Five farmers were hit by rubber bullets or paint during the protest at the Hacienda Monte Verde in the municipality of Turbo (Urabá Antioquia)

[Translated by Deryn Collins, CSN Volunteer Translator. Edited by Jessica Schwartz]

Source: Agencia de Prensa, IPC

A group of claimants were attacked with tear gas and rifles that shot pressurized air in the village New Middle Township Turbo, Urabá. They were gathered to protest the ineffectiveness of the restitution of land in this region of Antioquia. There, the victims called for a roundtable with the Government to find a solution to the restitution problem.

The attacks occurred on the morning of Monday April 6, 2015, when about 500 claimants were heading towards the Monteverde farm in the village of Villa Rosa Turbo. They were intercepted by men armed with paintball rifles, rubber bullets, tazers, pepper gas, sticks, and machetes.

According to the complainants, five local people were injured, suffering bruises on the arms, abdomen, back and neck due to impacts from rubber bullets and paint. Women, children, and the elderly were also affected by inhalation of gases.

Carlos Páez, president of the association of the victims’ group Earth and Peace, said that after the attack that although the group of claimants dispersed as they were frightened by the attacks, a group of 50 farmers managed to remain at the entrance to the estate.

“After the attacks, the Monteverde Villa Cart loads of men arrived from Chigorodó, who farmers say are gang members, and they dispersed the group of famers using sticks and paintball guns paintball,” said Paez.

On April 8, during a symbolic protest march to the entrance of the farm, farmers could see that the group of men guarding the property were making spears to attack the claimants. The weapons were found next to a mango tree on the side of the path where a group of security men were located the entire time.

For Martha Peña of the Popular Training Institute (IPC), who is the coordinator of the project to support victims, the group of men who attacked the claimants acted as a private army using weapons that are used exclusively by the police.

During his visit to the site of the attacks, the social leader asked the authorities to verify the weapons they had at Hacienda Monteverde and seize weapons that were not licensed. However, Martha Peña revealed that “the police had said they could not do this without a warrant,” which she points out means that the locals are still at risk of attack.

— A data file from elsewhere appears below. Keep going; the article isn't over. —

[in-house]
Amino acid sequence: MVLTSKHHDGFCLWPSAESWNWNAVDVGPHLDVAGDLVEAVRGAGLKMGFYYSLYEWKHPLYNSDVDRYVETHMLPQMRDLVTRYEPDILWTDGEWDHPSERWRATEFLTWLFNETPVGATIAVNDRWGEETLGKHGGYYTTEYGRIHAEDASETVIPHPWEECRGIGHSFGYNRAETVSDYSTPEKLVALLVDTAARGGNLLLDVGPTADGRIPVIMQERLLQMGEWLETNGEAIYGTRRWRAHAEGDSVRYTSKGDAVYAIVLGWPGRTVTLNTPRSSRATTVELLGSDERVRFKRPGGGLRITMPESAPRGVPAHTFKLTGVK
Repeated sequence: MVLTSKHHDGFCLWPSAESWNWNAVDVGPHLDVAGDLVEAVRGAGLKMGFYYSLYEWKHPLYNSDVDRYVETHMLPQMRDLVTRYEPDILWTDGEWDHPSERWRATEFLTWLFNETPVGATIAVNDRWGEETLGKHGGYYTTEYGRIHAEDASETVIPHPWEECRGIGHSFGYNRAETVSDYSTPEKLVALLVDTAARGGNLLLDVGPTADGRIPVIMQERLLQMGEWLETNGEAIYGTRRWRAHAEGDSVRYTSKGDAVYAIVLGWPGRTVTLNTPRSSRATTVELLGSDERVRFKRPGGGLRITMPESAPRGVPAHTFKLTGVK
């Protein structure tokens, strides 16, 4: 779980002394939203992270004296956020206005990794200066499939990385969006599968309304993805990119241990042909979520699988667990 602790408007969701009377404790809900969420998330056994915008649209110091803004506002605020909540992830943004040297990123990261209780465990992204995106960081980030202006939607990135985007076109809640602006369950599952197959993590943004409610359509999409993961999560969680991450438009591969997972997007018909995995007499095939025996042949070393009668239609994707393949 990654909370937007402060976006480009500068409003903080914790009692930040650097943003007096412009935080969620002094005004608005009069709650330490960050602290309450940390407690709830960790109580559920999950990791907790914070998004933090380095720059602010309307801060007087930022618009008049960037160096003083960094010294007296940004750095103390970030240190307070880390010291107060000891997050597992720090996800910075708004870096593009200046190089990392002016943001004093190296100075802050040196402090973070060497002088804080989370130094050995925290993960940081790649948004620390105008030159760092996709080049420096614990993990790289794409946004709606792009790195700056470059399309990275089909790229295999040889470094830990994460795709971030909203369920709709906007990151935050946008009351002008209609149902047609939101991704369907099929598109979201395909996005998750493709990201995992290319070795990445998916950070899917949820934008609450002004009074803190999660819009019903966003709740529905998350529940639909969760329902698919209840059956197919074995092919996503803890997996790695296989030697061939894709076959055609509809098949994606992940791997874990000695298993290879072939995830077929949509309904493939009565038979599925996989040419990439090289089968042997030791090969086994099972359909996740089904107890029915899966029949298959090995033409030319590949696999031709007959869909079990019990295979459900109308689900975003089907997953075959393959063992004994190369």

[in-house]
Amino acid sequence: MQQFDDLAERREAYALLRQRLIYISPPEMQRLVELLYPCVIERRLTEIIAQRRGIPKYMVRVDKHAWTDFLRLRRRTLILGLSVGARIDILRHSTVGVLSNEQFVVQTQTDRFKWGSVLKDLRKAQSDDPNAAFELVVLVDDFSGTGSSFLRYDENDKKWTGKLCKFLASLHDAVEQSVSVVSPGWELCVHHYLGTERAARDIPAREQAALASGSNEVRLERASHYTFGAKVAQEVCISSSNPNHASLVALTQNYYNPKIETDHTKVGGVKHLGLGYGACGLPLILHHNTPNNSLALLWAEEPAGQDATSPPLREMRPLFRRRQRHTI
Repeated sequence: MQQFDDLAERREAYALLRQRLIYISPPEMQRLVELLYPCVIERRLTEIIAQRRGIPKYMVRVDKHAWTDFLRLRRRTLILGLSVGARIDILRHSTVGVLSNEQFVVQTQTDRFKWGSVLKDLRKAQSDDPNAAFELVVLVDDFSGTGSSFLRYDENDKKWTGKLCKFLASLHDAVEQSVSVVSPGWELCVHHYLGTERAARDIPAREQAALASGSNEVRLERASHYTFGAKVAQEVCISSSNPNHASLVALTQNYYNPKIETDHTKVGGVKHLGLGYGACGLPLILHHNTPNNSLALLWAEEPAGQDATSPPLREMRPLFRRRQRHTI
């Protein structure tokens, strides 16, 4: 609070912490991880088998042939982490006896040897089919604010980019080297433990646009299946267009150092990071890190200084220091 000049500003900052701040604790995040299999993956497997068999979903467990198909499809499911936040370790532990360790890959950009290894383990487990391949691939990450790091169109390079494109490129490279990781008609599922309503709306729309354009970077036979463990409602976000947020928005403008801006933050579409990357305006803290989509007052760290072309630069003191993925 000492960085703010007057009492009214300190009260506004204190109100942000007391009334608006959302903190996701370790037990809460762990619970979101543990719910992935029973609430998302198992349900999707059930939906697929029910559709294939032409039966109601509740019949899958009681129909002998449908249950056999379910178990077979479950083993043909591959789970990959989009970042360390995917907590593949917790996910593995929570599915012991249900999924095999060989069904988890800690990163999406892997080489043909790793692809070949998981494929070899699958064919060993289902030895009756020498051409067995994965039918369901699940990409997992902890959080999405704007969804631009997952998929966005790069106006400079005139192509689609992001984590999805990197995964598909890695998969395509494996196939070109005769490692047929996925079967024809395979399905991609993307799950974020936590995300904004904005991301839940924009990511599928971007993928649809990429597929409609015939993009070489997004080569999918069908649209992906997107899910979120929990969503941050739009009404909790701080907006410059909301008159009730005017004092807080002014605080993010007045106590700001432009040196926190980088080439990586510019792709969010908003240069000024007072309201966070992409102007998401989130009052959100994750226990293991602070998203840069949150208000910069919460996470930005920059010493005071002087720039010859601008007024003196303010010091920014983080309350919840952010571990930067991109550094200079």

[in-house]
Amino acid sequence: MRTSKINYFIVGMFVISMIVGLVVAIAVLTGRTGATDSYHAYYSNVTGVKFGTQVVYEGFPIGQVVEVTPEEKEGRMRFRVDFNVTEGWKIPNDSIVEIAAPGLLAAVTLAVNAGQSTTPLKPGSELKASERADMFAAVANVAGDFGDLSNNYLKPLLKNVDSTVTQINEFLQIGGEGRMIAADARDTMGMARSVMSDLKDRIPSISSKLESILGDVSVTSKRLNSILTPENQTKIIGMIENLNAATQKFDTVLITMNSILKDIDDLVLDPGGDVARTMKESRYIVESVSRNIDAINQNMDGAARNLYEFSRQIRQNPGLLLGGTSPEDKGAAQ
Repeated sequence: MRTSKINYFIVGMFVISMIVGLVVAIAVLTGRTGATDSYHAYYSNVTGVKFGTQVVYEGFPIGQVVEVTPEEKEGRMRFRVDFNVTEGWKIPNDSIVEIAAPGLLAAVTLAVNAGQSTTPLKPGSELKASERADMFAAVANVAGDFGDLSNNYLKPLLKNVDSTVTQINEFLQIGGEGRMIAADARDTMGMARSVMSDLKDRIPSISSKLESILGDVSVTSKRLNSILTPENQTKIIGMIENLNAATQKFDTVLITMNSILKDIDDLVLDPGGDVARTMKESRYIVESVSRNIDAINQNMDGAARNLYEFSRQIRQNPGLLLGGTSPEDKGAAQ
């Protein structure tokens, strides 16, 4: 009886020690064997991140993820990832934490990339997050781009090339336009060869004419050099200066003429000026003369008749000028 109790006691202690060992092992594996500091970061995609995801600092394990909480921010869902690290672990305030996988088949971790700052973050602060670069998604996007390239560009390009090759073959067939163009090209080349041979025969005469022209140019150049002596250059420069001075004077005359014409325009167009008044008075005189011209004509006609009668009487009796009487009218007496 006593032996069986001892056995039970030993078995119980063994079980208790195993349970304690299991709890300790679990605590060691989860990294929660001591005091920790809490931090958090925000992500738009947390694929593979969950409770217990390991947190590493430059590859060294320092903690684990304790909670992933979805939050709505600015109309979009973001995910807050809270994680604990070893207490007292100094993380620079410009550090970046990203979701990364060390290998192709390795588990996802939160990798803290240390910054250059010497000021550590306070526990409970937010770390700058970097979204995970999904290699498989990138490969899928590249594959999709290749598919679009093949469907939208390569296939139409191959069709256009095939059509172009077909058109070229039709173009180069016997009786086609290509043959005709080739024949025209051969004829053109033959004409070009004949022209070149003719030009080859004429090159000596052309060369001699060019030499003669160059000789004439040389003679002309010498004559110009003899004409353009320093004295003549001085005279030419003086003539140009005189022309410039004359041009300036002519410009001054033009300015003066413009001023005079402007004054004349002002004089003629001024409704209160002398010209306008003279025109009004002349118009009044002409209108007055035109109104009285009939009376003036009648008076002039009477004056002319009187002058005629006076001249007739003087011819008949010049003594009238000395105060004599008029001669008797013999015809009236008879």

On the farm where the incident occurred, farmers claimed that 28 properties were stripped violently between 1995 and 1997. Today, this land is controlled by distinct business men including: Fabio Moreno, Jaime Sierra, Daniel Sierra and Jaime Uribe, as victims stated.

In a statement from the association Earth and Peace, the claimants stated that they were tired of suffering the injustices of forced displacement while awaiting the restitution of land, which has not been granted. “In 2005, with the Justice and Peace law, we were hoping to regain our land, but this rule has not help solve the problems. In 2011, with the implementation of the Law of Victims and Land Restitution, which we welcomed and supported, we again hoped we would recover our farms, but four years later and all we have is frustration, and in some cases, the prosecution of our leaders and those who have tried to defend our rights as victims.

According to data from the Forging Futures Foundation in Urabá there are 150,000 hectares of stripped land, but the April 6, 2015, the courts have resolved only 28 cases, corresponding to 1,177 hectares and only 50 properties have been restored. Most processes remain unsolved.

Requests for claimants

Through a statement claimants concentrated in Hacienda Monteverde presented the following requests to the Federal Government:

  • to repeal the decree of micro-targeting since this hinders the process of returning land
  • to apply strategies and collective administrative for land restitution
  • to provide guarantees for farmers who return to their lands without institutional support to wait for their land to be returned
  • to provide humanitarian assistance to returnee farmers
  • to ensure collective protection schemes for all unaccompanied by the State returnee settlements
  • to implement processes of care, stabilization and collective redress
  • to investigate and punish those responsible for the threats and accusations to claimants and defenders of the dispossessed
  • to ensure our legitimate right to organization, mobilization and opinion
  • to establish an international overseer for the restitution process in Urabá

Farmers also suggested that Forging Futures Foundation and the Popular Training Institute -IPC serve as guarantors of negotiation with the government.

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